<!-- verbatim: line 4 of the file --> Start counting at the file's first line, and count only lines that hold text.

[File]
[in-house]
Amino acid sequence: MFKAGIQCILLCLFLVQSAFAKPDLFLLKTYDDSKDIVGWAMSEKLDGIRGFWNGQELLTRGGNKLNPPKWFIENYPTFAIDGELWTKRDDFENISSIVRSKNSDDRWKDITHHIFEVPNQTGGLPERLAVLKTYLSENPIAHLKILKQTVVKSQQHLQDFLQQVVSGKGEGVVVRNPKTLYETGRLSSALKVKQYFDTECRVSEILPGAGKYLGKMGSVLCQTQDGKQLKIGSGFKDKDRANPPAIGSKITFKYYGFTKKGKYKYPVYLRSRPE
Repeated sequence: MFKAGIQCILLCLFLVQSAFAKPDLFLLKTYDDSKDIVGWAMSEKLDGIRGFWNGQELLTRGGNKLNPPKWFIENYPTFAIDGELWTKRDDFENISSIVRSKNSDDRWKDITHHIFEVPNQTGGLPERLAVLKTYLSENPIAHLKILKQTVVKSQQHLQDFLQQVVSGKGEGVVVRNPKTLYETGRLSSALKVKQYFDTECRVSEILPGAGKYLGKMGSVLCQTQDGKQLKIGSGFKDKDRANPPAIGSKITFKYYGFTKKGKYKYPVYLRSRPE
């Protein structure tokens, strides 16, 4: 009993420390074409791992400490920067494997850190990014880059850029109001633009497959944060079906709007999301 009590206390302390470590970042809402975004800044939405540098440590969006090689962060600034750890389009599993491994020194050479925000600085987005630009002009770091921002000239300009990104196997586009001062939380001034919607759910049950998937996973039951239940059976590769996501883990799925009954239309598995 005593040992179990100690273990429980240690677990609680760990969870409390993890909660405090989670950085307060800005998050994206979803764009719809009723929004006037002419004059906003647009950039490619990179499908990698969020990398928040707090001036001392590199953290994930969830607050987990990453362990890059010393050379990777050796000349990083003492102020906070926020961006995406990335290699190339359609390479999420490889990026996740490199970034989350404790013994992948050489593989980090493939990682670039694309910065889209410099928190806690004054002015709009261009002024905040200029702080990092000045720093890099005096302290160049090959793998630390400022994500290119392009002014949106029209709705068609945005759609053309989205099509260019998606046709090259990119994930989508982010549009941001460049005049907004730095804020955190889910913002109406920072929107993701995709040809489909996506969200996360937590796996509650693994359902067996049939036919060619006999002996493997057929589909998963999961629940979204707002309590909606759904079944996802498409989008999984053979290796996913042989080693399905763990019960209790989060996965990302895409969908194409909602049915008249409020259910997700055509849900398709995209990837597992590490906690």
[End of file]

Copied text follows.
């Protein structure tokens, strides 16, 4: 009993420390074409791992400490920067494997850190990014880059850029109001633009497959944060079906709007999301 009590206390302390470590970042809402975004800044939405540098440590969006090689962060600034750890389009599993491994020194050479925000600085987005630009002009770091921002000239300009990104196997586009001062939380001034919607759910049950998937996973039951239940059976590769996501883990799925009954239309598995 005593040992179990100690273990429980240690677990609680760990969870409390993890909660405090989670950085307060800005998050994206979803764009719809009723929004006037002419004059906003647009950039490619990179499908990698969020990398928040707090001036001392590199953290994930969830607050987990990453362990890059010393050379990777050796000349990083003492102020906070926020961006995406990335290699190339359609390479999420490889990026996740490199970034989350404790013994992948050489593989980090493939990682670039694309910065889209410099928190806690004054002015709009261009002024905040200029702080990092000045720093890099005096302290160049090959793998630390400022994500290119392009002014949106029209709705068609945005759609053309989205099509260019998606046709090259990119994930989508982010549009941001460049005049907004730095804020955190889910913002109406920072929107993701995709040809489909996506969200996360937590796996509650693994359902067996049939036919060619006999002996493997057929589909998963999961629940979204707002309590909606759904079944996802498409989008999984053979290796996913042989080693399905763990019960209790989060996965990302895409969908194409909602049915008249409020259910997700055509849900398709995209990837597992590490906690």